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Probe of Detroit police drug unit finds potential wrongdoing

Posted at 9:14 AM, Dec 13, 2019

DETROIT — Investigators looking into potential wrongdoing by members of the Detroit Police Department’s narcotics unit have found that some officers stole from drug dealers, planted drugs on suspects and lied to prosecutors to get search warrants, the city’s police chief said.

As the investigation continues, more problems may be found, Chief James Craig told The Detroit News for a story posted online late Wednesday. The number of internal investigators from the department’s Professional Standards section also has increased “as they started seeing the scope of the issues,” he said.

No charges have been brought related to the police department’s investigation. The narcotics unit was raided Aug. 22 and files going back a decade were seized along with computers. Members of the unit with five or more years of experience were reassigned.

“The focus of our probe is roughly 10 years,” Craig said. “However, since the raid, we’ve only looked at the past year and a half. So, there’s a lot more material to go through. Sadly, as we continue our probe, we think it’s going to grow in terms of magnitude.”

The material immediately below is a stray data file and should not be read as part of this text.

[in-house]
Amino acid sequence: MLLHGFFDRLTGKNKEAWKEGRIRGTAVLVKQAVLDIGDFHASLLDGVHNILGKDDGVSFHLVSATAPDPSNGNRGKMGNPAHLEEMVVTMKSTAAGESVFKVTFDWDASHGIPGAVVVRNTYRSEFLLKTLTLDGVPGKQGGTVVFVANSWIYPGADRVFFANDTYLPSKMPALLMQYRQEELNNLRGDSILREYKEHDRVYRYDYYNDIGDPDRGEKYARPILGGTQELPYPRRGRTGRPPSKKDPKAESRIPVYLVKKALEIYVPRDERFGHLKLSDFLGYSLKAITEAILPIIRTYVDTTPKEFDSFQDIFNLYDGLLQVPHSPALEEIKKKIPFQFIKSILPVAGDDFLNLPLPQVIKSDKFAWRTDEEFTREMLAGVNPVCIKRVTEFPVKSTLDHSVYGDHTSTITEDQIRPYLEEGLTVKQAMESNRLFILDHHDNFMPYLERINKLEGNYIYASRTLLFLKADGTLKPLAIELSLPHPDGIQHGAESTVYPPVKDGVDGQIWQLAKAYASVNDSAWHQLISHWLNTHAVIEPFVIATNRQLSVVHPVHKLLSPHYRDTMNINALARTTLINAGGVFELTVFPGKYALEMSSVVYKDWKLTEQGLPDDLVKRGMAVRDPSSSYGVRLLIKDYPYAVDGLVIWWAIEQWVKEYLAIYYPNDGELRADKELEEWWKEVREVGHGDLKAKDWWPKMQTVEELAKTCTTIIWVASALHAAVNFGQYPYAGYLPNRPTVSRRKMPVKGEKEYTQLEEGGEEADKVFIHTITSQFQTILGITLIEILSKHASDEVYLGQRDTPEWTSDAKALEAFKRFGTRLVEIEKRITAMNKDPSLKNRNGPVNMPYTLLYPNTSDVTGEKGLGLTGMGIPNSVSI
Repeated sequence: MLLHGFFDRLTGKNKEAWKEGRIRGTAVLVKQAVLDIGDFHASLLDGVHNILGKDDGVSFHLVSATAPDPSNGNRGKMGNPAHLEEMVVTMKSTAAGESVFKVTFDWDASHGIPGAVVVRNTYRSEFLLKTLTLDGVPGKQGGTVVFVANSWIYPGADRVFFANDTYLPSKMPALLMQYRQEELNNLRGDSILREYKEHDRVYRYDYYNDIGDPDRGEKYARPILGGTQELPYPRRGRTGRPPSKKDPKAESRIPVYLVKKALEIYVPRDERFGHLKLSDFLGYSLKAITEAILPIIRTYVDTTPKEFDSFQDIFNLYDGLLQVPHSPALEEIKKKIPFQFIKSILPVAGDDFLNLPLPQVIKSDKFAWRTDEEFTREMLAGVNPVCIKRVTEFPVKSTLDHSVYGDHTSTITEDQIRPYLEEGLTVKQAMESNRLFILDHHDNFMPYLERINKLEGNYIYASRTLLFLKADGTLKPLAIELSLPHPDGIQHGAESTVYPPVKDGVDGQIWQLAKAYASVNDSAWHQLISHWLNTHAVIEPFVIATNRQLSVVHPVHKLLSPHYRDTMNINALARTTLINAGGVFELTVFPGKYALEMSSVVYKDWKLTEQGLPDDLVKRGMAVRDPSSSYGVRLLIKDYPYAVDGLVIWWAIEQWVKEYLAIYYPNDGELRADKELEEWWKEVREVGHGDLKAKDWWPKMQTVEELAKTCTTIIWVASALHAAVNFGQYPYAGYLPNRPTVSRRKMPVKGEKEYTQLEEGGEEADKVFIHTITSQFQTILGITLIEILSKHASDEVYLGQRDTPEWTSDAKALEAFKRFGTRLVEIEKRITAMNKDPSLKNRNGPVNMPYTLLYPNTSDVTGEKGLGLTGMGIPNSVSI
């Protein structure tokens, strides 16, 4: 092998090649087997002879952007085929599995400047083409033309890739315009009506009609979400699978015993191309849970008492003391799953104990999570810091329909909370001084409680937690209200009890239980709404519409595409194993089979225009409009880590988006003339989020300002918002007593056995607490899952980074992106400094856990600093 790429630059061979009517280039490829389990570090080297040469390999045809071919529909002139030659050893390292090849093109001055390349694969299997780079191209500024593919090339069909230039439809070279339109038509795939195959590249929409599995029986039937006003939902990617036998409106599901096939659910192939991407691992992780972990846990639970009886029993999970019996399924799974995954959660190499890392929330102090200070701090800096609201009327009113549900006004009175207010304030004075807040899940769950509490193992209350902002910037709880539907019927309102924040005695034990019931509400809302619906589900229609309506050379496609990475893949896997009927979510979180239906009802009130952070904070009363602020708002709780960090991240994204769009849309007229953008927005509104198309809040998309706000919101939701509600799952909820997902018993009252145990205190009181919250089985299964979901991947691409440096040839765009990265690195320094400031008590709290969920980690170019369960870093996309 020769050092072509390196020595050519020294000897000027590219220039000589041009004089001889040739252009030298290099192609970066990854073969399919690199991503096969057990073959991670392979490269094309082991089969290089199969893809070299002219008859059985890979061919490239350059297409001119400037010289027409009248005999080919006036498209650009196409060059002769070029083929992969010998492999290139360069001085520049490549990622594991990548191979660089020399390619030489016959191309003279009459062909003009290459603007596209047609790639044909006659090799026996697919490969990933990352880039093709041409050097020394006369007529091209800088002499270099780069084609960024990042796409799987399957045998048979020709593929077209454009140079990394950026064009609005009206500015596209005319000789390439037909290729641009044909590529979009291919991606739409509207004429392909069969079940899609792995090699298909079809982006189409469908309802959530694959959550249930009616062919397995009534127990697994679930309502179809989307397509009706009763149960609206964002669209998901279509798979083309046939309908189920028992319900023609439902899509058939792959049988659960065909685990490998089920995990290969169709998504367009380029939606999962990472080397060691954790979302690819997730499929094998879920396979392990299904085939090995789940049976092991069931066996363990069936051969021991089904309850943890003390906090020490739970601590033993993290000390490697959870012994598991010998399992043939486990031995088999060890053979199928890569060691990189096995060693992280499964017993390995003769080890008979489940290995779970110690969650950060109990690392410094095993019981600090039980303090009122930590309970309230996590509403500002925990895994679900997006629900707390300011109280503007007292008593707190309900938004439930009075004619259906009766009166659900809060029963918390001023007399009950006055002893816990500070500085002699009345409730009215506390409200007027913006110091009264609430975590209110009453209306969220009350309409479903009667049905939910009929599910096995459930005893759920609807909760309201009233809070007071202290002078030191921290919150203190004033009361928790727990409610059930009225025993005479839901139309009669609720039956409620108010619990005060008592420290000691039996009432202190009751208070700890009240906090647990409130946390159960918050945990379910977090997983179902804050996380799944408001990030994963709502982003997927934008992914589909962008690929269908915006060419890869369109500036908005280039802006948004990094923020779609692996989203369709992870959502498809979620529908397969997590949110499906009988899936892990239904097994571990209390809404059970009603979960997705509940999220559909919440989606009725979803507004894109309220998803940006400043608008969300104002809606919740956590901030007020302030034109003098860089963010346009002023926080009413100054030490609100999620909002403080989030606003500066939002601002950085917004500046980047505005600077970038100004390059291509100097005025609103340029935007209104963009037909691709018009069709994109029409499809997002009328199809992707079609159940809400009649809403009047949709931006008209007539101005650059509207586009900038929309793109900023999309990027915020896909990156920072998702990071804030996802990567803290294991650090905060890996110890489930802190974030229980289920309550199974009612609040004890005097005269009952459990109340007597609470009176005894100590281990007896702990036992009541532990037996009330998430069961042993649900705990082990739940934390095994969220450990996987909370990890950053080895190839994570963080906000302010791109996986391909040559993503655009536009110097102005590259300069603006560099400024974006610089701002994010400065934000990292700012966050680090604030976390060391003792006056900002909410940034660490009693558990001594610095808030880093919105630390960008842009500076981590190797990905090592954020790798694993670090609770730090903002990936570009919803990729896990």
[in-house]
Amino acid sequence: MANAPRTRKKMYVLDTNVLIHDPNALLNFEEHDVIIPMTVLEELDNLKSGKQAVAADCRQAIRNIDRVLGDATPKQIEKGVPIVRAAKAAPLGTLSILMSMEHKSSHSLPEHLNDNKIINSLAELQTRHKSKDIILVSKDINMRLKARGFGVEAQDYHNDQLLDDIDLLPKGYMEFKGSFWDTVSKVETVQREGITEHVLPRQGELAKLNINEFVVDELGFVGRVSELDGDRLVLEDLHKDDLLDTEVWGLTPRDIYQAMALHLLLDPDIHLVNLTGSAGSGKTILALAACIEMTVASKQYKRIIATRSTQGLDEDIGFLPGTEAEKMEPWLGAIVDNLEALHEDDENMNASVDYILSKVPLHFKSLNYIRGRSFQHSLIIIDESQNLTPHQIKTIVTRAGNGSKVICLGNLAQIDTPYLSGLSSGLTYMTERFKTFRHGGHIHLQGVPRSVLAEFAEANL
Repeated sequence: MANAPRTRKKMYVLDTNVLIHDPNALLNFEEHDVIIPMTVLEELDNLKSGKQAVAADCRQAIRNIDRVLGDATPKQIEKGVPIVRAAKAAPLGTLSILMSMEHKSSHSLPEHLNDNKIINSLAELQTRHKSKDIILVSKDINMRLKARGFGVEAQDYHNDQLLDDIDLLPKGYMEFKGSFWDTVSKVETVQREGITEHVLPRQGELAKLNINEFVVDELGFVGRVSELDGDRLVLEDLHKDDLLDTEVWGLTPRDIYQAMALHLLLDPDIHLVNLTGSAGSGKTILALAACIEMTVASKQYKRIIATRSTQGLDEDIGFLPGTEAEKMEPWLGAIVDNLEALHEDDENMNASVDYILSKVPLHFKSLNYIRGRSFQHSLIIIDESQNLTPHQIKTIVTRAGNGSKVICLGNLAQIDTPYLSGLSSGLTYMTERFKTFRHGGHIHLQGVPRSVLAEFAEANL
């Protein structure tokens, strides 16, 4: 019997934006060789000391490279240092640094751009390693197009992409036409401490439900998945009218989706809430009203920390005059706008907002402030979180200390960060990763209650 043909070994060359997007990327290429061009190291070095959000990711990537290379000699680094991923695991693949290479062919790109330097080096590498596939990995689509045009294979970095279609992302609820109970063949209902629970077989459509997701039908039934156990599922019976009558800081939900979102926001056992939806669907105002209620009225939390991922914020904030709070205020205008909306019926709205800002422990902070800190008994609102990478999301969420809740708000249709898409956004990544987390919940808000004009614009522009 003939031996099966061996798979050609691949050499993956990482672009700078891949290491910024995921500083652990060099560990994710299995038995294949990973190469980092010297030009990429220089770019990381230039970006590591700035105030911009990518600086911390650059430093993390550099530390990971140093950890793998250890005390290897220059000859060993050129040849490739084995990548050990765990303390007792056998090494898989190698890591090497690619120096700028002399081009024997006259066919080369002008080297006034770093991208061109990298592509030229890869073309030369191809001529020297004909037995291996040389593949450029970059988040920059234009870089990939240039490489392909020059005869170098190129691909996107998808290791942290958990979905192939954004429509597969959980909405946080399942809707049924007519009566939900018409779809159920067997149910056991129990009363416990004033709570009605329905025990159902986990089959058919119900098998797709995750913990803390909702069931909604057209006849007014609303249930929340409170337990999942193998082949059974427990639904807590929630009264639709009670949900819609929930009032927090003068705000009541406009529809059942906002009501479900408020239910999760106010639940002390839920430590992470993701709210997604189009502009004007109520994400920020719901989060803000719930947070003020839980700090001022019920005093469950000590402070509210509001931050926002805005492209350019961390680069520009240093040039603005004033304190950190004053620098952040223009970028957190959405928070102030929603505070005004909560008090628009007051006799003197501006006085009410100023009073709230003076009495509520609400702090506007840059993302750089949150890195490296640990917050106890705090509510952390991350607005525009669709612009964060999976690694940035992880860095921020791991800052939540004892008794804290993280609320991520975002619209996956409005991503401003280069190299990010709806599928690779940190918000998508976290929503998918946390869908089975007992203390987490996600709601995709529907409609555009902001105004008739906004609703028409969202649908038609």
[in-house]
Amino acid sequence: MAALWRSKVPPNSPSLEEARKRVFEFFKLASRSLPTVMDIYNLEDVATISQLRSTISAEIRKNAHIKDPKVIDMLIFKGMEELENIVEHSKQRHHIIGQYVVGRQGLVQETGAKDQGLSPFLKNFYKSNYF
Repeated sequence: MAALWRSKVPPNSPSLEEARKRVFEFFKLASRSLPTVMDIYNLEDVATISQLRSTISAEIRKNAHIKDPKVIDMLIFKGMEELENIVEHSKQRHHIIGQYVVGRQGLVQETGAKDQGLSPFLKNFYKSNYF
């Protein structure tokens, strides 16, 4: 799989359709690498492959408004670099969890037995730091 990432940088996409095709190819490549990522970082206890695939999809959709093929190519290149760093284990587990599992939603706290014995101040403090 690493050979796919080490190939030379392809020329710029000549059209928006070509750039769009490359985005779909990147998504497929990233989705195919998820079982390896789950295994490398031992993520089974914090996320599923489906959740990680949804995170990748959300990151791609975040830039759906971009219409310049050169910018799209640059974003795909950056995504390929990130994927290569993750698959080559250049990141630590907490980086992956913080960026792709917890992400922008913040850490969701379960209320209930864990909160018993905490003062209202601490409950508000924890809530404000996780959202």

The investigation was kicked off with the Aug. 22 federal indictment of officer Michael Mosley on bribery charges.

Mosley was part of a team of officers who executed a search warrant in early April at a home in Detroit. Heroin, cocaine and guns were found in the home, according to federal documents.

A signed statement was taken from an alleged drug trafficker who admitted possessing the drugs, but the trafficker was not arrested.

Instead, there were phone and text communications between the trafficker and Mosley in the following weeks, and the trafficker eventually paid $15,000 to get the signed statement returned, according to the court documents.

Mosley faces a March 3 trial. The Associated Press left a message seeking comment from his attorney.

Detroit’s internal investigation started with the focus on Mosley and his crew, or team, Craig told reporters Thursday.

“I was not satisfied this was an isolated incident,” Craig said. “Others on his team may have engaged in like conduct.”

So far, the investigation has found a half-dozen instances of officers allegedly stealing money from drug dealers and two in which drugs were planted on suspects, the newspaper reported. It also found that money meant to pay informants was stolen and affidavits were allegedly falsified to get search warrants from prosecutors.

Suspects also were improperly made police informants in 11 instances, said Craig, who noted that only can be authorized by the prosecutor’s office or the U.S. Attorney’s office.